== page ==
Was that too little or too much?

I didn’t know what to do, I’d give it to my mother.

Weren’t you dating (wife) Dona then?

(Laughs) No... That was in 1992 or 1993, I think.

Just how important is money?

It’s important to the extent that it keeps you happy. But money never makes you happy. For me, turning up on a cricket field makes me happy... Sport is a great leveller... I was once among the top-10 most powerful men in India... Yet, last year, I went unsold at the IPL auction... Look at Rafael Nadal, just weeks after winning the French Open, he was ousted in round-2 of Wimbledon... There are no guarantees... Even Chris Gayle went unsold in that auction, but he’s been the IPL’s best player in the last two editions... Sport isn’t a fixed deposit investment, where the money keeps coming at regular intervals.

You’ve expressed the desire to one day coach the national team. But coach or mentor?

It’s the same thing, really... Idea is to help improve a player’s performance. Coach or mentor, it will be exciting and I’ll be close to something I love.

Rahul Dravid is also open to coaching...

That’s nice.

But if both of you are keen, who should be the coach and who the batting consultant, perhaps?

I could be the coach, so I could take the abuse... Take the brickbats... Rahul can quietly sit at the back and be the nice boy that he is!

What has cricket taught you?

It has taught me a lot about life... Taught me to fight hard, to be patient... Cricket has taught me to be balanced... You could score a hundred one day and be out for a duck two days down the line.

I’d like you to be honest... Don’t you regret having quit international cricket as far back as November 2008? Couldn’t you have played for a season more? We’ve been struggling to get your replacement at No.6…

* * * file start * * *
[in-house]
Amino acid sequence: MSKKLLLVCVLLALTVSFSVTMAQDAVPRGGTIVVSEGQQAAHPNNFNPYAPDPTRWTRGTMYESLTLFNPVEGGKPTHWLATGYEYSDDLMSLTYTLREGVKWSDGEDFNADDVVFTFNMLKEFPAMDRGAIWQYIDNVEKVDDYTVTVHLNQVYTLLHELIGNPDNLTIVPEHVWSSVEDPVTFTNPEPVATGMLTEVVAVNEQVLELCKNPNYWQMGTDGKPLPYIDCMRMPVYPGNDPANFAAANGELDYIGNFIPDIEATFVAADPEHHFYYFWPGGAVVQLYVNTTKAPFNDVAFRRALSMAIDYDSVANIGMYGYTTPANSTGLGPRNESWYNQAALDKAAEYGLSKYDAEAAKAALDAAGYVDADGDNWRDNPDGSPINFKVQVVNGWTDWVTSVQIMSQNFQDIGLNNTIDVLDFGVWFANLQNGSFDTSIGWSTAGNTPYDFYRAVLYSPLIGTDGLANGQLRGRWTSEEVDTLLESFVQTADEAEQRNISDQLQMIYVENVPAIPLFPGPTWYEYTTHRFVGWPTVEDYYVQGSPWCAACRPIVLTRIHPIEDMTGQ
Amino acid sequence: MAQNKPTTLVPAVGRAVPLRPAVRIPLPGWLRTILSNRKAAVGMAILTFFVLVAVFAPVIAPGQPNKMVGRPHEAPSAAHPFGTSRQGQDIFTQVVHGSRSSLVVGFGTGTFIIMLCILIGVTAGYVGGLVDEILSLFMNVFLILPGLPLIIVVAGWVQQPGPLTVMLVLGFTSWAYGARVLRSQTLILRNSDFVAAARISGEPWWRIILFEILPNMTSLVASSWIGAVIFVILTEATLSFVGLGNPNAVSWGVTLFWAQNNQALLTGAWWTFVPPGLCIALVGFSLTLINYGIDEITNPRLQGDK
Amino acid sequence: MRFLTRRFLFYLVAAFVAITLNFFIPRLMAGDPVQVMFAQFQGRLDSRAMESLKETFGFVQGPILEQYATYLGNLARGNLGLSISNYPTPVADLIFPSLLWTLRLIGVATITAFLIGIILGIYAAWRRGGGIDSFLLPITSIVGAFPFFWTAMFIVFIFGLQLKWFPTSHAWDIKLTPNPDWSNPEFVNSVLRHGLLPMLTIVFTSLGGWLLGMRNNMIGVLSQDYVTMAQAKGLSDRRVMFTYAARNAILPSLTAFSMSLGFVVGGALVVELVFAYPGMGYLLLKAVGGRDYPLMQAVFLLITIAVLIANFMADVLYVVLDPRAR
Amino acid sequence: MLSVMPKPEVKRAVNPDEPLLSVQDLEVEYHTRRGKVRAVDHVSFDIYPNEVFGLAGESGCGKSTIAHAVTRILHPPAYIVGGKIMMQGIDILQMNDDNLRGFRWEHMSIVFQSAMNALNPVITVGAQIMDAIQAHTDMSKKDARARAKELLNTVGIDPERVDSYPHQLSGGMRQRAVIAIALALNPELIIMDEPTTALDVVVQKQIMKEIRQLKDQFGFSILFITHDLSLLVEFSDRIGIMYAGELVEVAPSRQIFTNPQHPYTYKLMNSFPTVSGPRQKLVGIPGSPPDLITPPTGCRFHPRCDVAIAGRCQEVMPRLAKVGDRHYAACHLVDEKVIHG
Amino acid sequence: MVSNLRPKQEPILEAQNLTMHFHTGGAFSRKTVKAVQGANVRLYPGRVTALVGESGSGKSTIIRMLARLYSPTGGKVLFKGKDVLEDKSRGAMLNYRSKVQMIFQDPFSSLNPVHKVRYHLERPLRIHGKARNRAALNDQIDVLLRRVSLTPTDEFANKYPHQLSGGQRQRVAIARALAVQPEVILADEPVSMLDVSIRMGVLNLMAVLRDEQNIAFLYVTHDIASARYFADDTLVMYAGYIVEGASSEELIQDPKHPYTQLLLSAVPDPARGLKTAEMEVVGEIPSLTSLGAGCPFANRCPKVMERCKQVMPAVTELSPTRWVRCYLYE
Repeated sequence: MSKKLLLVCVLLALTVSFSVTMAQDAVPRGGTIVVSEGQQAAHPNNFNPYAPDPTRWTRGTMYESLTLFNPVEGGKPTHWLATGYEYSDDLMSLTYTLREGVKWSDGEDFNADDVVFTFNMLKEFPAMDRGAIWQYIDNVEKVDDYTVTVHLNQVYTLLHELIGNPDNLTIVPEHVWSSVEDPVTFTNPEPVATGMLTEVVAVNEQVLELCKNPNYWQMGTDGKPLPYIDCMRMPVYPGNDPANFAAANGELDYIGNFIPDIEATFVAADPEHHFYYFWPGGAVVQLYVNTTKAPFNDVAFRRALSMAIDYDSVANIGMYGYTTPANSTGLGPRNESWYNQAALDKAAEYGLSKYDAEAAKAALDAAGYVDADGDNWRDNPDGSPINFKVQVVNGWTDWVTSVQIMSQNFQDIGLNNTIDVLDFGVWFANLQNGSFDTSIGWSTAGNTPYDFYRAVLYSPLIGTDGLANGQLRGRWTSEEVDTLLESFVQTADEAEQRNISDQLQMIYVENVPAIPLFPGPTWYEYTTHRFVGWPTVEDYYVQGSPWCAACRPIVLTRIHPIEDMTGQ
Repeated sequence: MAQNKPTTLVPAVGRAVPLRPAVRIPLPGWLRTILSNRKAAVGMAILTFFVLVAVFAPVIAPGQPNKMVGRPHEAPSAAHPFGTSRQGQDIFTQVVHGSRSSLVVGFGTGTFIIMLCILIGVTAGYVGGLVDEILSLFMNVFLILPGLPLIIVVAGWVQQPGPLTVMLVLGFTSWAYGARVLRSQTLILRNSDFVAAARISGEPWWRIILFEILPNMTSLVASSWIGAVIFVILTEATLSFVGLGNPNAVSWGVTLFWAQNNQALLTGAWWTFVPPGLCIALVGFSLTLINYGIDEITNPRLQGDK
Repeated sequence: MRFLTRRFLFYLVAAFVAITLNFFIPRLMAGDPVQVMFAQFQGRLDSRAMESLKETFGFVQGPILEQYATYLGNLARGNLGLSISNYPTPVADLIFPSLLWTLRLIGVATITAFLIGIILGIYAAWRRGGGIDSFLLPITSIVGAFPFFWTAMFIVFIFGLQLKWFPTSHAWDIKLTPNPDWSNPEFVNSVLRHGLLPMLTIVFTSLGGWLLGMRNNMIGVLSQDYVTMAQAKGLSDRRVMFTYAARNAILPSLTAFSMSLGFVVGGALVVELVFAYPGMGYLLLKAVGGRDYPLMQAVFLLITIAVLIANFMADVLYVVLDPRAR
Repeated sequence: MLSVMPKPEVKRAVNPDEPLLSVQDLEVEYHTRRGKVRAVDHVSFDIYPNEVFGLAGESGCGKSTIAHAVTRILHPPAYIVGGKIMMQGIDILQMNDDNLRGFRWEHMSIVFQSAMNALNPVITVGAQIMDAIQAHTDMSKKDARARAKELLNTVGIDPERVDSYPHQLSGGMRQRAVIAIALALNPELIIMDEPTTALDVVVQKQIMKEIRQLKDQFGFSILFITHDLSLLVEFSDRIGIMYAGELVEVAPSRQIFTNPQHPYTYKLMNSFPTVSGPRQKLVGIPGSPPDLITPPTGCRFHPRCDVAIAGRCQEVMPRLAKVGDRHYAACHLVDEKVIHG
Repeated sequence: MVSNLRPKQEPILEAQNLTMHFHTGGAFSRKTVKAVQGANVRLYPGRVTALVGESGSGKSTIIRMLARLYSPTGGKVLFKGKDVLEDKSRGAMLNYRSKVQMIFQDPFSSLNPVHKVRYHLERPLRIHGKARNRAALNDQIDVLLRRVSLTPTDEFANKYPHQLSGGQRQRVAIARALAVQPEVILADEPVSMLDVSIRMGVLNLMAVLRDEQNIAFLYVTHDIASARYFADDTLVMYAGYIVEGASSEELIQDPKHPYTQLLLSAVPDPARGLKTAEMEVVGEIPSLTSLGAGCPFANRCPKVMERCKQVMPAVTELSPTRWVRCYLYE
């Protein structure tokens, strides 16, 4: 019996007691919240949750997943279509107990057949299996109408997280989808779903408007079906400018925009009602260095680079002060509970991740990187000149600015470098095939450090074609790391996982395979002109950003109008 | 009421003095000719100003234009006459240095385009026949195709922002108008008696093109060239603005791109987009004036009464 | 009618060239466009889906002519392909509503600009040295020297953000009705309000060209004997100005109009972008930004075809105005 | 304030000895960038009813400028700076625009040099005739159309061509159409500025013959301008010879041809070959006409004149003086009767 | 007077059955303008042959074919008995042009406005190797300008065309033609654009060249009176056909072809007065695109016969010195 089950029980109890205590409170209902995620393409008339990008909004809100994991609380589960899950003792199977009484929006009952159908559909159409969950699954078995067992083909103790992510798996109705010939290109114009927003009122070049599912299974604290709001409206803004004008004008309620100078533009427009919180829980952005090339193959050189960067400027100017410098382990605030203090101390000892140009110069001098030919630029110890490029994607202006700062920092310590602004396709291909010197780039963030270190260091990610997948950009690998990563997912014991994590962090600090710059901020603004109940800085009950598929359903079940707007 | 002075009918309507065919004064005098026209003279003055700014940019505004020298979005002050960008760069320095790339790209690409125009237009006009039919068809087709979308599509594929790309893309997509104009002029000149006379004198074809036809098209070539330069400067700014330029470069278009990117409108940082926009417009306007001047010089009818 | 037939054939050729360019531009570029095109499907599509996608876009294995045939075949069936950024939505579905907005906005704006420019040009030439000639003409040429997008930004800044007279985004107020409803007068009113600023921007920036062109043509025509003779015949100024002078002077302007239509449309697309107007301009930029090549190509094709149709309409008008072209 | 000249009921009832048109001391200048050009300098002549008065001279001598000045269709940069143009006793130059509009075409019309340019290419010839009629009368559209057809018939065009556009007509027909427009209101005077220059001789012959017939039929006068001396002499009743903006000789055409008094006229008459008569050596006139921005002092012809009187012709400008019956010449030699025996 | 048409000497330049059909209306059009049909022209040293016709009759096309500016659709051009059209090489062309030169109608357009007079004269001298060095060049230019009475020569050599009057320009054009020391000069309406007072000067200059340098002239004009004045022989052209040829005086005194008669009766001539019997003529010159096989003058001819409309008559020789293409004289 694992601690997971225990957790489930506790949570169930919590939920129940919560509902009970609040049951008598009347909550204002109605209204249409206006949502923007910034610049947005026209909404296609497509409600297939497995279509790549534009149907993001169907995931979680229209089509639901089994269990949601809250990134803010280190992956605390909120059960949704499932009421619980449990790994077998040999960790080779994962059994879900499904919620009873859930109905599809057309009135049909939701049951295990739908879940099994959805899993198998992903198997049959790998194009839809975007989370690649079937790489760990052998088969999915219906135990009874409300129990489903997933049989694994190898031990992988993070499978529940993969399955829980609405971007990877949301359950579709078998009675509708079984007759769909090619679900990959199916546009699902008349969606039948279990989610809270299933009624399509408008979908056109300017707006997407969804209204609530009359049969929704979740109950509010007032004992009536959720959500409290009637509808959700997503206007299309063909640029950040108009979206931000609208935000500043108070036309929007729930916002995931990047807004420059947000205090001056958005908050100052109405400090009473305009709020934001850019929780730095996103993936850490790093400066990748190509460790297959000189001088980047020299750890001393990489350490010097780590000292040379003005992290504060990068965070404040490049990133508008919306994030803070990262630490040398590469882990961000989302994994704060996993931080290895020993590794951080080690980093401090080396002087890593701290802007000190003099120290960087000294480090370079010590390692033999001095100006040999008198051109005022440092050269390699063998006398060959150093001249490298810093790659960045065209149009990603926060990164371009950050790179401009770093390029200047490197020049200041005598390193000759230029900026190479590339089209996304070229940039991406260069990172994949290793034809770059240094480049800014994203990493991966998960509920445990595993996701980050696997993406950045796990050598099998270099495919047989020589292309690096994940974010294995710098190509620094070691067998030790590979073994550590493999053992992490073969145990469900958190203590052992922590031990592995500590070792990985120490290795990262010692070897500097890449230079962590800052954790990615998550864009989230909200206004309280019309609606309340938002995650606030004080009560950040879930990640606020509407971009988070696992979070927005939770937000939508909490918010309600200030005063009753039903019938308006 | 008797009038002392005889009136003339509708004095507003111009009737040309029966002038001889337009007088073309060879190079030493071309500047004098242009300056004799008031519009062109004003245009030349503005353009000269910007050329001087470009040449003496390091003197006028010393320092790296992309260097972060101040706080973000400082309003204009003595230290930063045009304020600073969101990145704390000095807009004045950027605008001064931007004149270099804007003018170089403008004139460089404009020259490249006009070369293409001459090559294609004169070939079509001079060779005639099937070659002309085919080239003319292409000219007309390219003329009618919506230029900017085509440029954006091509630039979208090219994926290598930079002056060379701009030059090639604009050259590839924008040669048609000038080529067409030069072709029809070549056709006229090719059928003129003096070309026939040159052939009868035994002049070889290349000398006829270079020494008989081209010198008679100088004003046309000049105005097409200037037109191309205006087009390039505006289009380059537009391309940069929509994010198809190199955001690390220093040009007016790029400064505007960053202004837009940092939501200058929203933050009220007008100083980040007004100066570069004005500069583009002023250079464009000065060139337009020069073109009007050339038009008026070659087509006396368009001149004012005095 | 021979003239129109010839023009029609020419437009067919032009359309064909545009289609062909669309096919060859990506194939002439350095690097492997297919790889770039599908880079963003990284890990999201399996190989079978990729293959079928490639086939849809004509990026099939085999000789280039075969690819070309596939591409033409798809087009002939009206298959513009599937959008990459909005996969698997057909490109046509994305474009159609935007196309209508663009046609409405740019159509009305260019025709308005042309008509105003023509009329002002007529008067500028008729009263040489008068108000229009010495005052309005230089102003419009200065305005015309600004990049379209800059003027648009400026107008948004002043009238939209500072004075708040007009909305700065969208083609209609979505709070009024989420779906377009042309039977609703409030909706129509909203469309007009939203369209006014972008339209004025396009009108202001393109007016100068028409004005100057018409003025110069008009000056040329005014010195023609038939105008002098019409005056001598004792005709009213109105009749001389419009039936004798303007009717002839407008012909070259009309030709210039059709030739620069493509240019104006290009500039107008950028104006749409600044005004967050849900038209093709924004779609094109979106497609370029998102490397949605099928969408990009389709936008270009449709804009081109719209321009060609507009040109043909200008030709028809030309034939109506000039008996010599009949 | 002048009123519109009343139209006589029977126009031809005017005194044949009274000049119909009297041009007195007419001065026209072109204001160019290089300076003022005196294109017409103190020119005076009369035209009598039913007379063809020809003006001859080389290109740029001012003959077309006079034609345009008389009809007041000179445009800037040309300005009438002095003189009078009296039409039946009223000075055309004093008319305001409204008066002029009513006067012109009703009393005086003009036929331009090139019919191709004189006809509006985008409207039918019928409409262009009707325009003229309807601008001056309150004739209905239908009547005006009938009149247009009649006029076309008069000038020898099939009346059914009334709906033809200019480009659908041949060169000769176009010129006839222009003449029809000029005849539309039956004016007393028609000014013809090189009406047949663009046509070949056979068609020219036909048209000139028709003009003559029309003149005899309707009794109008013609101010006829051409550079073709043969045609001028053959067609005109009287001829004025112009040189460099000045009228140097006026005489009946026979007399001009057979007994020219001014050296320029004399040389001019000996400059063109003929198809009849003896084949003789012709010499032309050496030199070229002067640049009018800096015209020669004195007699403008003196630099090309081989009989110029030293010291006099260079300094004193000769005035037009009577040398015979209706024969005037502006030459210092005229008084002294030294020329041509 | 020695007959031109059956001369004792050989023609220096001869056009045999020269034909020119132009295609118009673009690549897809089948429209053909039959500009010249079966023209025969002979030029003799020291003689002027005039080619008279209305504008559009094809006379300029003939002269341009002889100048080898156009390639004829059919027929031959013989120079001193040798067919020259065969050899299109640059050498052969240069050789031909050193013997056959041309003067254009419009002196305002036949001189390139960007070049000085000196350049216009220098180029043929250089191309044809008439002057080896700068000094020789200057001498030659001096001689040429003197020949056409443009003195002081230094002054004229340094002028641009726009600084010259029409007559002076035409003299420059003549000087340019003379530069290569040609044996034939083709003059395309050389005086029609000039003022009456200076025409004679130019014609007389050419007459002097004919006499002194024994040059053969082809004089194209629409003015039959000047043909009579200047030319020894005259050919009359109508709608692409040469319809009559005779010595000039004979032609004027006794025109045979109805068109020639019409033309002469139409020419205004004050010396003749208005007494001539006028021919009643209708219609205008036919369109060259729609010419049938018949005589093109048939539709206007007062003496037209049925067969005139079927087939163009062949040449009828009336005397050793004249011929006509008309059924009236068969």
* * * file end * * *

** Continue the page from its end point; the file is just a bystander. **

I do regret my decision sometimes, that I should not have acted in anger. But I did and... That bit is done and dusted... Yes, I could have played for another two years.

Why did you get angry?

I didn’t have one good series (in Sri Lanka) and, when the Irani Trophy squad was announced, my name was missing... I’d stopped enjoying my game because I was thinking about things not related to my game, to my cricket. I could have probably just said ‘Let them do what they want’ and wait for my time.

By ‘them’ do you mean Board officials or selectors?

The selectors.

Why do some keep raising the bogey of attitude?

If I had a bad attitude, I couldn’t have played Test cricket for 12-13 years... My teammates wouldn’t have praised my leadership during my years as captain... The other day, even Rahul praised me.

You haven’t ruled out playing in IPL-VI...

We have three-year contracts and I have a year to go (with the Pune Warriors India)... There’s time, let’s see.

What separates an average cricketer from one with that X factor?

Desperation... The want to succeed and the effort he makes to take the big steps.

Besides Sachin Tendulkar, who is the most talented cricketer you've seen in the past 20-odd years?

Rahul and Viru, both enormously talented.

To talk of your India years, what was the driving force?

Just playing for the country... Doing well gave a high... Hundreds gave immense satisfaction... I got Rs one lakh on the 1996 tour of England, where I got two Test hundreds, but nothing money-wise since has given the same satisfaction.

Do those two hundreds, including the one at Lord’s on debut, remain the high point of your career?

Of course.

The biggest disappointment?

Reaching the final, but not winning the 2003 World Cup.

Moving away from cricket, you unleashed a storm by marrying the girl of your choice? Can we have something on the romance?

No... No... It’s an old story.

What’s your advice to those similarly placed?

Do what your heart says.

Your first date?

Can’t remember when.

Did you go to Flury’s or the nearest puchkawallah?

I honestly can’t recall, but it wasn’t Flury’s. Didn’t have the money to go there! When I was in school, my paternal grandfather gave me a daily allowance of Rs 2, so it’s not that I was used to having plenty on me to splurge.

What’s your take on the India of 2012, with scams surfacing every now and then?

I’m not qualified to comment on the scams and I don’t know what’s the truth...In the world of cricket, however, India calls the shots and that’s a matter of pride.

The last one... Not too long ago, it was assumed that you’d make it to Parliament, but Sachin has beaten you...

(Laughs) As a team, we (cricketers) decided that Sachin should represent us! Look, I have no interest in politics... Getting into politics will eat into my time for cricket.